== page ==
AMD hasn’t revealed the actual price tags for the RX 460 and RX 470, but it’s clear that they will both be less than $200 and likely not under $100. We won’t be waiting much longer to find out, though; AMD said that RX 470 availability is “expected” on August 4. The RX 460 is “expected” to launch the following Monday, on August 8.

RX 480RX 470RX 460
GCN Architecture4thGeneration4thGeneration4thGeneration
Compute Units36 CUs32 CUs14 CUs
Stream Processors23042048896
Clock Speeds (Boost / Base)1266 / 1120 MHz1206 / 926 MHz1200 / 1090 MHz
Peak Performance5.8 TFLOPsUp to 4.9 TFLOPsUp to 2.2 TFLOPS
Memory Size4GB / 8GB GDDR54GB GDDR52GB / 4GB GDDR5
Memory Speed (Effective)+7.0 Gbps6.6 Gbps7 Gbps
Texture Units14412856
Peak Texture Fill-Rate182.3 GT/s154.4 GT/s57.6 GT/s
ROPs323216
Peak Pixel Fill-Rate40.5 GP/s38.6 GP/s19.2 GP/s
Memory Bandwidth+224 GB/s211 GB/s112 GB/s
Memory Interface256 bit256 bit128 bit
Memory TypeGDDR5GDDR5GDDR5
Typical Board Power150W120W<75W
AMD FreeSync™ TechnologyYesYesYes
HDMIVersion 2.0Version 2.0Version 2.0
DisplayPort Version1.3 HBR / 1.4 HDR Ready1.3 HBR / 1.4 HDR Ready1.3 HBR / 1.4 HDR Ready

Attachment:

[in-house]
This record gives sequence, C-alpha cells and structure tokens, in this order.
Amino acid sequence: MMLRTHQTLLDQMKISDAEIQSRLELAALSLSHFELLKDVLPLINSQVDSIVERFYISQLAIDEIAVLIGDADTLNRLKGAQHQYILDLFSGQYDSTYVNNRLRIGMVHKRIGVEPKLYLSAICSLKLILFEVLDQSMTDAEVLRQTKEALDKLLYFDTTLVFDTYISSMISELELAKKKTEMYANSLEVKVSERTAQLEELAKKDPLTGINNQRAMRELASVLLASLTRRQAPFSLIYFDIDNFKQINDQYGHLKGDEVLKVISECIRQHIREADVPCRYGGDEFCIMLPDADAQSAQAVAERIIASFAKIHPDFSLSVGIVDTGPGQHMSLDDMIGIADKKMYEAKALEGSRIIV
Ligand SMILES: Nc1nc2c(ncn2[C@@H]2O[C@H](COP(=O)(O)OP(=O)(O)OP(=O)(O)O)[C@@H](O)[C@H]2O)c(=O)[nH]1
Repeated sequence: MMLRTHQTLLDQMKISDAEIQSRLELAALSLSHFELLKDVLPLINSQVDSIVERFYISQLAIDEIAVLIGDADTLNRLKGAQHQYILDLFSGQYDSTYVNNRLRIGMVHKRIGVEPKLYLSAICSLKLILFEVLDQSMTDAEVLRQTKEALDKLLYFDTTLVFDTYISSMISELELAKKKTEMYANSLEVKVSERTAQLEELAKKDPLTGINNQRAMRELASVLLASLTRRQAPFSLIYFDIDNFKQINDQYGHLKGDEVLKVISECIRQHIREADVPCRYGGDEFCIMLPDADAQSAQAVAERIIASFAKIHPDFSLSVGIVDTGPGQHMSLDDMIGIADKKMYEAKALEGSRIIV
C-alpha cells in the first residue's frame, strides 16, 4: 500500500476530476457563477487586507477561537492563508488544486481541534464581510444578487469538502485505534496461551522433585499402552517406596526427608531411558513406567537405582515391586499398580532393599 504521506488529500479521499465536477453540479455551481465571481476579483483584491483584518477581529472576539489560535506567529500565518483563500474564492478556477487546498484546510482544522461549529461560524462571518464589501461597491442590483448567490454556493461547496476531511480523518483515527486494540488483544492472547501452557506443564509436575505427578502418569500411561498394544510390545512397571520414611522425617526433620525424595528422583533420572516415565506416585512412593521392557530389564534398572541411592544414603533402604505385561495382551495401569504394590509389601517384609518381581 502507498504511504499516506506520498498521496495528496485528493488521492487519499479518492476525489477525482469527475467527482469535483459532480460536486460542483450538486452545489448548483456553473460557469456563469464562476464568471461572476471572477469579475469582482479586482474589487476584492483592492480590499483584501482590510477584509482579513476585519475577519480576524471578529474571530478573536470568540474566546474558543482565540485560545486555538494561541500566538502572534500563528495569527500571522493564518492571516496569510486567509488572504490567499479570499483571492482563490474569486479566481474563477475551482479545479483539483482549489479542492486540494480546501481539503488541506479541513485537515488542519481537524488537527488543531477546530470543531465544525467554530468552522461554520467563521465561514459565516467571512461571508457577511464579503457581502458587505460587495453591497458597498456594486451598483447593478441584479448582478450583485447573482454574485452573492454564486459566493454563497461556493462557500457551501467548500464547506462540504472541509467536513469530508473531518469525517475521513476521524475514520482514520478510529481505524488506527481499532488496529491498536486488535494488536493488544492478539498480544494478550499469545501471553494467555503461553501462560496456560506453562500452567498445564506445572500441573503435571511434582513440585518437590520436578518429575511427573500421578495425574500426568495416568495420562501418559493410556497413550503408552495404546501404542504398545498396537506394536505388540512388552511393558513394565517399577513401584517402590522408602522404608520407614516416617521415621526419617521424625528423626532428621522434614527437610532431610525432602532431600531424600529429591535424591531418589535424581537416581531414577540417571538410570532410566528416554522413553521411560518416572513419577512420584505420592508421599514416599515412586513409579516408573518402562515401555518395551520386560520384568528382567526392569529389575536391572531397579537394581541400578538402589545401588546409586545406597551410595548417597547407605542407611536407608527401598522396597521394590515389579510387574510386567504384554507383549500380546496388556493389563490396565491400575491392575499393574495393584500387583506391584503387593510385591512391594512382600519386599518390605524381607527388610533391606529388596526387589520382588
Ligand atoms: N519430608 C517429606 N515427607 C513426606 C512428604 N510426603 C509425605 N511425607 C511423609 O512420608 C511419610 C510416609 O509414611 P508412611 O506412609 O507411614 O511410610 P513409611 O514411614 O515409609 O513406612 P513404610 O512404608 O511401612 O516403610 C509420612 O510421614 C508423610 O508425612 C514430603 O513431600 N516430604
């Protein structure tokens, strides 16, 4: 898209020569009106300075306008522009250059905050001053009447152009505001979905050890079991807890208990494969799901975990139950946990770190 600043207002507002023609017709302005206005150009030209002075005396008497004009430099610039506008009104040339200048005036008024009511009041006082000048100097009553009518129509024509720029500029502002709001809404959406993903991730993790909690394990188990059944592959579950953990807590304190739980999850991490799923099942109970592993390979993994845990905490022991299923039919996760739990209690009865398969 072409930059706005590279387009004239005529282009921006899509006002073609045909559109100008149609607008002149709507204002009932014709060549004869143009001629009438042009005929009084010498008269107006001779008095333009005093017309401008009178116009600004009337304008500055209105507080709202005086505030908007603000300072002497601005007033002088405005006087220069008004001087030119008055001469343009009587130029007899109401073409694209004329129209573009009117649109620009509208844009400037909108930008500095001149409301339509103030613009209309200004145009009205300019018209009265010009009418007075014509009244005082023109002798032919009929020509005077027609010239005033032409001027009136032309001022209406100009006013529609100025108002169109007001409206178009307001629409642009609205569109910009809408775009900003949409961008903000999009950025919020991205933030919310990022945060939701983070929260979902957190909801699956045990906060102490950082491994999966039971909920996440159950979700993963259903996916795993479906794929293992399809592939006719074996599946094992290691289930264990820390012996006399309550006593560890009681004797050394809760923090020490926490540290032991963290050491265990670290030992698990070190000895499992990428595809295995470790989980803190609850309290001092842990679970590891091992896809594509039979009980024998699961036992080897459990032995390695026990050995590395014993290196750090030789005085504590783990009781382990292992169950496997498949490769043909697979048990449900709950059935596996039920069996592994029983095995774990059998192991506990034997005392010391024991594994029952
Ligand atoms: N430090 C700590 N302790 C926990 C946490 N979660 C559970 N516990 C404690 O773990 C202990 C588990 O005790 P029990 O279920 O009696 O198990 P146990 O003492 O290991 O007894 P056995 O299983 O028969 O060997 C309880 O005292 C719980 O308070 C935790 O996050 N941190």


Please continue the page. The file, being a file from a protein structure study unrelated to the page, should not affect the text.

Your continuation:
• outlw6669
    Really looking forward to a RX 470 for my HTPC build.
    The expected price, performance and peak power draw match up nicely for my requirements.
    I just hope that AMD fixes their Windows 10 idle power bug soon; with the promised 5w+ reduction in idle power with the fixed drivers, it should nearly match the GTX 10xx's excellent idle characteristics.
    Reply
  • Herr_Koos
    "We expected the RX 460 to be a single slow card, but we were mistaken".

    So it's fast, then!
    Reply
  • Onus
    Hopefully we will get a half-height single-slot RX 460; at around $100-$120; I'd scarf one right up. As far as I know, the most powerful card available in that small form factor is the GT740, which isn't quite enough.
    Reply
  • kcarbotte
    18351671 said:
    Hopefully we will get a half-height single-slot RX 460; at around $100-$120; I'd scarf one right up. As far as I know, the most powerful card available in that small form factor is the GT740, which isn't quite enough.

    Gigabyte makes a 750ti half height card.
    This would certainly be better, though.

    Reply
  • Onus
    Yes, but it's a double-slot. I need a single-slot card for my BP655, a mITX case.
    Reply
  • Neoku
    RX 460 is overpriced
    Reply
  • Onus
    What actual price data have you seen for the RX 460?
    Reply
  • pjc6281
    When is the 490 coming out?
    Reply
  • cknobman
    The RX 470 looks like a very compelling option.

    5 TFLOPS of performance for dirt cheap!
    Reply
  • InvalidError
    If the RX-460 ships with two cores already disabled, what is Polaris 11 with all cores enabled going to ship as? It isn't as if the RX-460 needed the handicap since a fully enabled one would still be over 30% slower than the RX-470 for less than 30% cheaper.

    Did AMD intend the RX-460 to have 16 cores and ended up having to axe two to shoehorn it into the sub-75W power budget?
    Reply